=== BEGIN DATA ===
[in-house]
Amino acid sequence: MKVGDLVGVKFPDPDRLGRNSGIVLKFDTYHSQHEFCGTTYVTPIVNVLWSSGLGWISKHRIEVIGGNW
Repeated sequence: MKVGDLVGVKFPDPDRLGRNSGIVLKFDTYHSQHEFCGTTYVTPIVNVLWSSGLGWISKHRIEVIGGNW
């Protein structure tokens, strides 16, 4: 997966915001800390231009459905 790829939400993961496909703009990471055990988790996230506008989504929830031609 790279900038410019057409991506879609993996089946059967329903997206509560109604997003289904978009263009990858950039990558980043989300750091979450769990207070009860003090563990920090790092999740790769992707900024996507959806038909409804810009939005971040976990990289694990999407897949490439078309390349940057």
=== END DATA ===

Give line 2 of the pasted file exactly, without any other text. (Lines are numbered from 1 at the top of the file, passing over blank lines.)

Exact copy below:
Amino acid sequence: MKVGDLVGVKFPDPDRLGRNSGIVLKFDTYHSQHEFCGTTYVTPIVNVLWSSGLGWISKHRIEVIGGNW